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For & Against (Part One)

Disclaimer: We stole the idea for this article from The Ringer, a sports and pop-culture website which we attempt to emulate every now and then. Go check them out.

Women's series coming next week!

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We only just entered the month of October, but it's hard not to think about the future. Most of the top teams in the country have already made their season debuts, giving us a glimpse into their potential strengths and weaknesses. Despite season-defining meets like Joe Piane, Nuttycombe, and Pre-Nats still on the schedule, most of us have a pretty decent idea as to who the top teams will be in November...we think.

With so many talented groups gearing up for an exciting regular season, the door is wide open to a collection of teams to earn a top four finish at Nationals. Any team within TSR’s top 10 probably believes that they will be on the podium at the end of the season and this optimism isn’t misplaced.

Let’s take a look at why each team will, or will not, end their season on the podium.


Northern Arizona Lumberjacks


The Case For: Do we really have to explain this one or can we move on?

The Case Against: It feels like such a stretch to find a flaw with this team, but if we were forced to find one, it's would have to be that the backend of their lineup is relatively inexperienced. Abdi Nur, Brodey Hasty, Theo Quax are all redshirt freshmen who haven't run collegiate cross country prior to this year. Even Ryan Raff, despite his great success so far, is only a sophomore. This team isn't falling off the podium, but that inexperience could be the only thing that stops this team from getting title #4...but even that is a reach.

Stanford Cardinal


The Case For: Before we knew what the Northern Arizona men had, the Stanford Cardinal had been crowned as the team with the best top four in the country. On paper, that made a lot of sense. Alex Ostberg and Alek Parsons were proved All-American low-sticks, Steven Fahy was coming off of a steeplechase national title, and Thomas Ratcliffe seemed to finally be healthy after running 13:32 in the spring before finishing 3rd at Outdoor Nationals. That group of four had an overall resume that was insanely strong.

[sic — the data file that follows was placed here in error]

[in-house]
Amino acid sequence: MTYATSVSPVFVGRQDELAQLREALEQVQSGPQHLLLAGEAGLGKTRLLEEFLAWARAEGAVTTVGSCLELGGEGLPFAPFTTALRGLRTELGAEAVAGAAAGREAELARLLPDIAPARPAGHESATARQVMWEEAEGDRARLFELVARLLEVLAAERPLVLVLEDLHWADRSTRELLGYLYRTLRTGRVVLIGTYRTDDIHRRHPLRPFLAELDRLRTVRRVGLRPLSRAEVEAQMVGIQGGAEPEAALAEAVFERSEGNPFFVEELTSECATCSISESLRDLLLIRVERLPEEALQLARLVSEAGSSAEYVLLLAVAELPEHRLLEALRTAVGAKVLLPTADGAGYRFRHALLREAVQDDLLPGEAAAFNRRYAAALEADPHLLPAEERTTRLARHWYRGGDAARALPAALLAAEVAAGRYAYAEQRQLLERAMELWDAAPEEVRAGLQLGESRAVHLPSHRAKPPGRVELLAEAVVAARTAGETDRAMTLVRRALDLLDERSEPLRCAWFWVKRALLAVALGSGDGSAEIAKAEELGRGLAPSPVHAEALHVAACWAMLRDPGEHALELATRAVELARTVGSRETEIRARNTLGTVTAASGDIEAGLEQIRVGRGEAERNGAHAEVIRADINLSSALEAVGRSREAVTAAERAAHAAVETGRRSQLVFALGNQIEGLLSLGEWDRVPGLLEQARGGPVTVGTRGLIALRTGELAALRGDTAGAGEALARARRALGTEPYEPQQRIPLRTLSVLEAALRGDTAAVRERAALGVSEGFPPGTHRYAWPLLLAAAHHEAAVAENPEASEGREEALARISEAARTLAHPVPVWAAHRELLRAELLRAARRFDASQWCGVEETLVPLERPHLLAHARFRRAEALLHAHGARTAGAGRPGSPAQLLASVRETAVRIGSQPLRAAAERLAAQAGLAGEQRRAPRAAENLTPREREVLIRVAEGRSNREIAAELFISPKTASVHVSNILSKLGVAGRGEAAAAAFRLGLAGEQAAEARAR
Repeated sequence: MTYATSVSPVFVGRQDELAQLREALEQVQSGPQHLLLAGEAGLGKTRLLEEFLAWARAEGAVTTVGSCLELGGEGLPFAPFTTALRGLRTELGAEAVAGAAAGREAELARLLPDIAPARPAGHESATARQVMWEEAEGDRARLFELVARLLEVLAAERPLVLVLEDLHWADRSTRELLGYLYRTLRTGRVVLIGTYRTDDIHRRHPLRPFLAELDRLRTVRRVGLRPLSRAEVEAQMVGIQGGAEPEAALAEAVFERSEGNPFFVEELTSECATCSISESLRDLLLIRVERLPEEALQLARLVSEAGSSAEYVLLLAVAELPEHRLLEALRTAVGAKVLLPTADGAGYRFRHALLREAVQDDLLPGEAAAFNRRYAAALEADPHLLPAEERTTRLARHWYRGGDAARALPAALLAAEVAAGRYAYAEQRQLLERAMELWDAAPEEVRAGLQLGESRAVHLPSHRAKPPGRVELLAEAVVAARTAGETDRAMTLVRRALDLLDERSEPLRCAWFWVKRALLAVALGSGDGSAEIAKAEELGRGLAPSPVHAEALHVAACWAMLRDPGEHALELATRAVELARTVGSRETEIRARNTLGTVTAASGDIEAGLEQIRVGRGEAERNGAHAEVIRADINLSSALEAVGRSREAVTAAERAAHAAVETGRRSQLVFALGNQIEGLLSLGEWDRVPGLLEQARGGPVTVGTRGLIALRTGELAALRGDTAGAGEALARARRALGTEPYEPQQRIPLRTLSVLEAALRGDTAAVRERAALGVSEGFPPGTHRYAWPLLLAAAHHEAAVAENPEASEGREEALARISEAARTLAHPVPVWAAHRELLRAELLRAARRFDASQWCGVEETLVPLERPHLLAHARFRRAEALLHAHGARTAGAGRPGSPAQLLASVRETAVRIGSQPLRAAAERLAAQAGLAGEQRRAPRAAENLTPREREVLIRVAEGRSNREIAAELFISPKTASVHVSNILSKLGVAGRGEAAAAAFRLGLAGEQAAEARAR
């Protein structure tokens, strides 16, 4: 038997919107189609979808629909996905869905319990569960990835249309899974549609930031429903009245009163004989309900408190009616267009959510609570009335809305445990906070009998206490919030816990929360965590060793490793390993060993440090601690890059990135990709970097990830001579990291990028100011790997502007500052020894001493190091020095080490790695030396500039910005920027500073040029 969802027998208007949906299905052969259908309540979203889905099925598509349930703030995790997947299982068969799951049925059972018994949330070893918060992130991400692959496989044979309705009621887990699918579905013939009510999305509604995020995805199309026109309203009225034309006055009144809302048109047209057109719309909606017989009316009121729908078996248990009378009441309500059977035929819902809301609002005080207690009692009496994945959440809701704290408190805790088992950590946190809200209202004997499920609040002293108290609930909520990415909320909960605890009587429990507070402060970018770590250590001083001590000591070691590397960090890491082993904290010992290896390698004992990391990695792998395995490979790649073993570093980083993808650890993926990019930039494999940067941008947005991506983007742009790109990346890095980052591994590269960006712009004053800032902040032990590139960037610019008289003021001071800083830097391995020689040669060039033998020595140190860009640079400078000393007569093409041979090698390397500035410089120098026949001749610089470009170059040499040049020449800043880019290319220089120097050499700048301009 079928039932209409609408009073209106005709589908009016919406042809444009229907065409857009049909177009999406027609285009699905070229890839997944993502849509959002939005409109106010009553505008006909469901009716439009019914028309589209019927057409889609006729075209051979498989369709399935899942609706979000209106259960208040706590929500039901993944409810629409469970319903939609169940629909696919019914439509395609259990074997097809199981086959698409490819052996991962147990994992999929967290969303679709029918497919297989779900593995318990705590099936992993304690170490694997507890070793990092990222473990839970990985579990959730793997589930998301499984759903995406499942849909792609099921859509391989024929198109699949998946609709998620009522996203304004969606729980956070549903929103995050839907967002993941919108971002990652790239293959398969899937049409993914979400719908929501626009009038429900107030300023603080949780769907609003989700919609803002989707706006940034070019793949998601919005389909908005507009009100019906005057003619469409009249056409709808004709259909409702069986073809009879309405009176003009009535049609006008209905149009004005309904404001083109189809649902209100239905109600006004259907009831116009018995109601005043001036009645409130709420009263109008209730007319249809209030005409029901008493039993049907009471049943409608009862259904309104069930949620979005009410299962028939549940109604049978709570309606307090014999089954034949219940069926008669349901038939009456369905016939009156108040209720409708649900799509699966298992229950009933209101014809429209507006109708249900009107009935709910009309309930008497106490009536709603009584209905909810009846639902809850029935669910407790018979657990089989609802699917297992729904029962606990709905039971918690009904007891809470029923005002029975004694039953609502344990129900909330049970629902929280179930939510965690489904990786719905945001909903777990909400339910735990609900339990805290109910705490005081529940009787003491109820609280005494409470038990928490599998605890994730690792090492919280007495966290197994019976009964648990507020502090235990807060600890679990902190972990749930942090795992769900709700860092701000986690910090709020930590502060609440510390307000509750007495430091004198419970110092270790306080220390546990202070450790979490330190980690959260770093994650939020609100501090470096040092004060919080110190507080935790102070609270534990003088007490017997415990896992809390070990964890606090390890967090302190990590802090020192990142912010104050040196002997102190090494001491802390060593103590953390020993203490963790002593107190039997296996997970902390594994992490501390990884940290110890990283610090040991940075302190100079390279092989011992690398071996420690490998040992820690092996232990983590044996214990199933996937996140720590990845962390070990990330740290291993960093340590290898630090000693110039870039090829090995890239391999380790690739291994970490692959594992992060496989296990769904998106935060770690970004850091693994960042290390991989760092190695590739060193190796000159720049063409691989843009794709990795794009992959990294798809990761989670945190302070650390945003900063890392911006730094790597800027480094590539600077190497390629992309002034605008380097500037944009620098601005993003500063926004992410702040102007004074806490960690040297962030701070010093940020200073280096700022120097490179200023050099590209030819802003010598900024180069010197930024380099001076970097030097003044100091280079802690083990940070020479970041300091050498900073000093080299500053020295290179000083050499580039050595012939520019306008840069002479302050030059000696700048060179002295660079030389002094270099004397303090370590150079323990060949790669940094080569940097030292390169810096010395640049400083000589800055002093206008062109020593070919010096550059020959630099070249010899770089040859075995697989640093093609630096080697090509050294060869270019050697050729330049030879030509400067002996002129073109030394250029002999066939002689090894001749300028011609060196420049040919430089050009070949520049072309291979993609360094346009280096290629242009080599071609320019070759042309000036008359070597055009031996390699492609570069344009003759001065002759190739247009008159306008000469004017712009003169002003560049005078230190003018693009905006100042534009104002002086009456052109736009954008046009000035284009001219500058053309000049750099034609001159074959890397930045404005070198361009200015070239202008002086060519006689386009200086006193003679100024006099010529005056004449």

Sure enough, Thomas Ratcliffe seems to be the elite low-stick we thought he could be after his 2nd place finish at the John McNichols Invite. Ostberg also seems to be in relatively decent shape after finishing 7th in the same race. And, despite somewhat unexciting performances from Fahy and Parons, were not exactly deterred from saying that they will be inside the top 40 come November.

More so, this team has some of the most underrated depth in the country. Guys like Connor Lane and Clayton Mendez were some of the best 5k runners in the country this past spring and their recruiting class rivals any group of freshmen in the country this year. Even DJ Principe and Callum Bolger look like nice options at Stanford's #5 spot. In theory, this could be one of the most complete varsity lineups in the country.

The Case Against: Of course, things aren't always perfect with top-heavy programs like Stanford. Steven Fahy struggled in his season debut and the second half of their lineup hasn't always been the most exciting in terms of scoring potential over the past few years. More so, the health concerns with both Ratcliffe and Fahy make the Cardinal a risky bet. If one of these guys go down, then other teams with top-tier firepower (such as Iowa State and Washington) could find a way to get in front of the men from Palo Alto.

In others words, there are numerous areas where things could go wrong. Stanford seemed like a safe bet to be on the podium last fall, but were bumped to the 5th place spot by Colorado. There are arguably more pros than cons on this team, but they aren't perfect.

BYU Cougars


The Case For: The Cougars have been a podium team the last two years and with Conner Mantz on their squad, they have someone who will challenge for a top five spot individually. Between their culture, talent, and depth, BYU has the goods to be able to earn their third straight podium finish. Mantz winning the Bill Dellinger Invitational was obviously very important for BYU as they finished runner-up, but his value will only increase in a larger field like NCAA's.

Additionally, Jacob Heslington looks to be in good form and is an All-American candidate this year after his 8th place finish at Dellinger. BYU will also get a big boost whenever Clayson Shumway returns to the lineup. The All-American from last year will give the Cougars a very solid trio of scorers.